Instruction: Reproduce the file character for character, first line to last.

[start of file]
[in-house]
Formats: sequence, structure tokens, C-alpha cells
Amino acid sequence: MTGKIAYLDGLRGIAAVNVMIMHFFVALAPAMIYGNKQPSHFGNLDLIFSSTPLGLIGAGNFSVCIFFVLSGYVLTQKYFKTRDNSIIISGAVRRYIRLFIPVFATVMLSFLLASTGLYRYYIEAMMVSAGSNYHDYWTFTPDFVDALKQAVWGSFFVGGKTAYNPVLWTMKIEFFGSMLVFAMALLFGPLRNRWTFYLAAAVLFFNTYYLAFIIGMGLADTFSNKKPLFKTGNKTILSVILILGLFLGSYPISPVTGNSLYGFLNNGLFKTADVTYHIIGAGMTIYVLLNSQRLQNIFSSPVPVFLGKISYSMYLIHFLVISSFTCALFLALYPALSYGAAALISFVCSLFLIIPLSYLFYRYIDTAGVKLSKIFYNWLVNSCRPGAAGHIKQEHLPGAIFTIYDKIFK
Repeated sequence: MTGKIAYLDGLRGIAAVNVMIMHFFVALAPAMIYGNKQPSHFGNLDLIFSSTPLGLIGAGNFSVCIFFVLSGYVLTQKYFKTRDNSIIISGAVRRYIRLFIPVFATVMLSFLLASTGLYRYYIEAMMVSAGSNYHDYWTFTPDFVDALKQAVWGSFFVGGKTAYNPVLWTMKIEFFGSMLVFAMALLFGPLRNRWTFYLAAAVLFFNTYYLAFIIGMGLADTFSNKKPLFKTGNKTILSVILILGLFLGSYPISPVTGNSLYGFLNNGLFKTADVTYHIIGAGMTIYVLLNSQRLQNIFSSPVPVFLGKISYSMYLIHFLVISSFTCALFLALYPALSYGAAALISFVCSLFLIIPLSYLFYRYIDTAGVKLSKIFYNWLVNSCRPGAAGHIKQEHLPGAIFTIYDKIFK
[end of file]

[in-house]
Formats: sequence, structure tokens, C-alpha cells
Amino acid sequence: MTGKIAYLDGLRGIAAVNVMIMHFFVALAPAMIYGNKQPSHFGNLDLIFSSTPLGLIGAGNFSVCIFFVLSGYVLTQKYFKTRDNSIIISGAVRRYIRLFIPVFATVMLSFLLASTGLYRYYIEAMMVSAGSNYHDYWTFTPDFVDALKQAVWGSFFVGGKTAYNPVLWTMKIEFFGSMLVFAMALLFGPLRNRWTFYLAAAVLFFNTYYLAFIIGMGLADTFSNKKPLFKTGNKTILSVILILGLFLGSYPISPVTGNSLYGFLNNGLFKTADVTYHIIGAGMTIYVLLNSQRLQNIFSSPVPVFLGKISYSMYLIHFLVISSFTCALFLALYPALSYGAAALISFVCSLFLIIPLSYLFYRYIDTAGVKLSKIFYNWLVNSCRPGAAGHIKQEHLPGAIFTIYDKIFK
Repeated sequence: MTGKIAYLDGLRGIAAVNVMIMHFFVALAPAMIYGNKQPSHFGNLDLIFSSTPLGLIGAGNFSVCIFFVLSGYVLTQKYFKTRDNSIIISGAVRRYIRLFIPVFATVMLSFLLASTGLYRYYIEAMMVSAGSNYHDYWTFTPDFVDALKQAVWGSFFVGGKTAYNPVLWTMKIEFFGSMLVFAMALLFGPLRNRWTFYLAAAVLFFNTYYLAFIIGMGLADTFSNKKPLFKTGNKTILSVILILGLFLGSYPISPVTGNSLYGFLNNGLFKTADVTYHIIGAGMTIYVLLNSQRLQNIFSSPVPVFLGKISYSMYLIHFLVISSFTCALFLALYPALSYGAAALISFVCSLFLIIPLSYLFYRYIDTAGVKLSKIFYNWLVNSCRPGAAGHIKQEHLPGAIFTIYDKIFK